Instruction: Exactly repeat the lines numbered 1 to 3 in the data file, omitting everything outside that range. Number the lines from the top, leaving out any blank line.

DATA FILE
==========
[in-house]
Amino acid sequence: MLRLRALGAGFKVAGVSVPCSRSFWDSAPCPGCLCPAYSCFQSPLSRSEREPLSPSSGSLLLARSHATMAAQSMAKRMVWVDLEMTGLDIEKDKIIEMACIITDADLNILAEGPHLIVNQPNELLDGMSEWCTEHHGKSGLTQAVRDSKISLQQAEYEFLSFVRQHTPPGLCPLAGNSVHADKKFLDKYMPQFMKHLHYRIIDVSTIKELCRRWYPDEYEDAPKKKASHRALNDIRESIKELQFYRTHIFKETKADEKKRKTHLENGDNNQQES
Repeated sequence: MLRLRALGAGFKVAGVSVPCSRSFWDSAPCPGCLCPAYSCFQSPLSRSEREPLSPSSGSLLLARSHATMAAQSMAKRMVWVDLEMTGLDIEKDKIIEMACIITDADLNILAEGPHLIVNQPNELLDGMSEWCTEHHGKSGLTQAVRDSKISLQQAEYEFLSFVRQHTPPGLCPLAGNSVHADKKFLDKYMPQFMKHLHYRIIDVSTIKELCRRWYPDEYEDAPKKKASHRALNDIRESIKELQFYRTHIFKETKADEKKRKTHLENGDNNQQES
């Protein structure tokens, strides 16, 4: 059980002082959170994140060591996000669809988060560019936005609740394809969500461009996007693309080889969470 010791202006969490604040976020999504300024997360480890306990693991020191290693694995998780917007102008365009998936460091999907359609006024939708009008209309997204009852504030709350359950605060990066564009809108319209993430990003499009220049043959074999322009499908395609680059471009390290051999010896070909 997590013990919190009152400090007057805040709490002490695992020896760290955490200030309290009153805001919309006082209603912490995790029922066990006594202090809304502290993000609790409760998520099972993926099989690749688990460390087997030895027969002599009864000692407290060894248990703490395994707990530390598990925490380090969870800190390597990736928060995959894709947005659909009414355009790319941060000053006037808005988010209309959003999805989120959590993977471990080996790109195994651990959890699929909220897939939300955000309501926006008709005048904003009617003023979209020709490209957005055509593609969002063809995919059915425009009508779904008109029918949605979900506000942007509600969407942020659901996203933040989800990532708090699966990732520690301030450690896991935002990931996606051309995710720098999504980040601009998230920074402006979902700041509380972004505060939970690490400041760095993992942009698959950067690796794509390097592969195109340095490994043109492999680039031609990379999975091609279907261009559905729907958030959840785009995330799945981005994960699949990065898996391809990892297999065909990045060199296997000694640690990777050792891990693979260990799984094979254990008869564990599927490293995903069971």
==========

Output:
[in-house]
Amino acid sequence: MLRLRALGAGFKVAGVSVPCSRSFWDSAPCPGCLCPAYSCFQSPLSRSEREPLSPSSGSLLLARSHATMAAQSMAKRMVWVDLEMTGLDIEKDKIIEMACIITDADLNILAEGPHLIVNQPNELLDGMSEWCTEHHGKSGLTQAVRDSKISLQQAEYEFLSFVRQHTPPGLCPLAGNSVHADKKFLDKYMPQFMKHLHYRIIDVSTIKELCRRWYPDEYEDAPKKKASHRALNDIRESIKELQFYRTHIFKETKADEKKRKTHLENGDNNQQES
Repeated sequence: MLRLRALGAGFKVAGVSVPCSRSFWDSAPCPGCLCPAYSCFQSPLSRSEREPLSPSSGSLLLARSHATMAAQSMAKRMVWVDLEMTGLDIEKDKIIEMACIITDADLNILAEGPHLIVNQPNELLDGMSEWCTEHHGKSGLTQAVRDSKISLQQAEYEFLSFVRQHTPPGLCPLAGNSVHADKKFLDKYMPQFMKHLHYRIIDVSTIKELCRRWYPDEYEDAPKKKASHRALNDIRESIKELQFYRTHIFKETKADEKKRKTHLENGDNNQQES